As I expected, the candy series is a tough cookie, while the money scene is easiest to handle at higher ISOs, for reasons which should already be clear. ISO 100 is beautiful for all subjects, but all sensitivities up to ISO 800 look good enough for practically any use. Even the candy shadows at that last setting remind me of grain in well-behaved film.
Above ISO 800 things are not so peachy. First, the black level goes up, but that's not really a problem: it can be lowered in postprocessing. Then, we have higher noise amplitude. At ISO 1600 I could easily live with it, if not for the non-uniformity which starts showing up. Again, this is not obvious in the other two subjects, but see the shadow gradient at the bottom piece of yellow candy: while it is still reasonably gradual at ISO 800, at the next setting it starts showing blotches. At ISO 3200 this is additionally accompanied by a generous sprinkle of high-amplitude spikes.
Note, however, that some spots which look like noise spikes in the candy picture are not actually noise, but small crystals of (I hope) sugar: you can see them at all other ISOs as well.
To put things into perspective, remember than the 1:1 samples show how the image would look on a huge print, probably (depending on your monitor DPI) 20×107 cm, which should be viewed from a 1.2 m (4 ft) distance or so. Try to get a presentable print of this size from a 35-mm film frame, and only then complain about noise.
The detail is holding well up to ISO 1600, and so are the colors. I wouldn't be afraid to use this sensor gain occasionally, not just in emergencies.
Now, at ISO 3200 things may depend on the subject: for some pictures this speed may be quite usable, for others less so. The main problem may be in large areas devoid of any detail — in those I could detect some noise artifacts (blotching, slight banding) already at ISO 200 — see my white lily sample elsewhere.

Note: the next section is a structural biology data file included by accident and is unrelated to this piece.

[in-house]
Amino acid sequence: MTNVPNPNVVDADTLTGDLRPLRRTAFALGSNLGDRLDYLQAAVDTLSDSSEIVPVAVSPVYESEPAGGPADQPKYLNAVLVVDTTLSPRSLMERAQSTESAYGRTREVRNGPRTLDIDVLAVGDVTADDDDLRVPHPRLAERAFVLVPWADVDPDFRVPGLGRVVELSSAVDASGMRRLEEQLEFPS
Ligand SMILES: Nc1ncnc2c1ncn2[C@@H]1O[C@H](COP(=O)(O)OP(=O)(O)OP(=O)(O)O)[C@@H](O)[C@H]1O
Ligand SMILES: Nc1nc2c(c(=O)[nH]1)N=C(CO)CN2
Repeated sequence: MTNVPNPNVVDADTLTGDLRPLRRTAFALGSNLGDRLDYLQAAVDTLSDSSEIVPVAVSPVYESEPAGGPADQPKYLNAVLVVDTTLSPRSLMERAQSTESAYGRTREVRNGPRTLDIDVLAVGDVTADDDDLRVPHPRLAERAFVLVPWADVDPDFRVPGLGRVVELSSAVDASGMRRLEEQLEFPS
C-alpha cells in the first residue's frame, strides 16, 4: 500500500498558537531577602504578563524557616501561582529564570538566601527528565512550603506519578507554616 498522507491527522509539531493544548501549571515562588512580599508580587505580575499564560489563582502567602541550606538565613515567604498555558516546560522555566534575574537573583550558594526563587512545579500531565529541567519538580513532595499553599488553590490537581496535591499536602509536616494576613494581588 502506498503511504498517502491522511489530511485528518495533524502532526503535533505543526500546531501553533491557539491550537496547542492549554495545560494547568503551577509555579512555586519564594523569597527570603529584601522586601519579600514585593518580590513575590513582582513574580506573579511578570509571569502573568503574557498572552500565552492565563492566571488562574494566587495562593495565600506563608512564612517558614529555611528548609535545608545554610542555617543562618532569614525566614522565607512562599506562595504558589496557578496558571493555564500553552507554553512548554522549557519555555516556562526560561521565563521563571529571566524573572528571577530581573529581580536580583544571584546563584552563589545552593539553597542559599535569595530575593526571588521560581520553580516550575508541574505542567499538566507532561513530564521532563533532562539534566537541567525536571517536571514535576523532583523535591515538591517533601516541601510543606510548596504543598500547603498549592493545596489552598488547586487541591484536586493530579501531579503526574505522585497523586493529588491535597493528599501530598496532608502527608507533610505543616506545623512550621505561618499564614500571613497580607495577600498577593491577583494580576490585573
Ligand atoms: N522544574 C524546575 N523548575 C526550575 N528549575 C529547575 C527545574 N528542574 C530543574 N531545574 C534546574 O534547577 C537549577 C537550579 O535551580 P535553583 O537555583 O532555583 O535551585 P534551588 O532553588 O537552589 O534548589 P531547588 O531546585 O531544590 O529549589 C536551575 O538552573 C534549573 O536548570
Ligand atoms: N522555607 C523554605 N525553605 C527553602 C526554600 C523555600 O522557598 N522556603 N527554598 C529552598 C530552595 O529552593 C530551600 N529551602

By the way, I couldn't see any noise banding in the images shown here — but, again, this does not rather show in busy subjects.
As compared to...
As compared to the E-510, this camera introduces some improvement: while retaining the same, impressive amount of detail, it visibly improves the noise characteristics at ISO 800 and above (I don't see much difference below that); now ISO 3200 is as usable as ISO 1600 was, or, maybe, even a bit better.
Now, a tougher task: comparing the E-620 against its bigger, but barely older brother, the E-30. While just having a look at the similar E-30 samples, a better comparison can be made by flipping between corresponding samples in a full-screen image browser, and that's what I just did.
Based on these three subjects, the results are quite surprising: at the same (nominal) sharpness and NF settings the E-30 seems to have a slight edge at ISO 100 and 200 (more detail, cleaner noise pattern, especially at ISO 200), but at ISOs of 800 and beyond I like the E-620 more: the noise amplitude may be (just) a tad higher, but there is less detail loss due to filtering. (A downside is some occasional color artifact, I can see faint reddish blotches in the buckle image. Well, you cannot have it all!)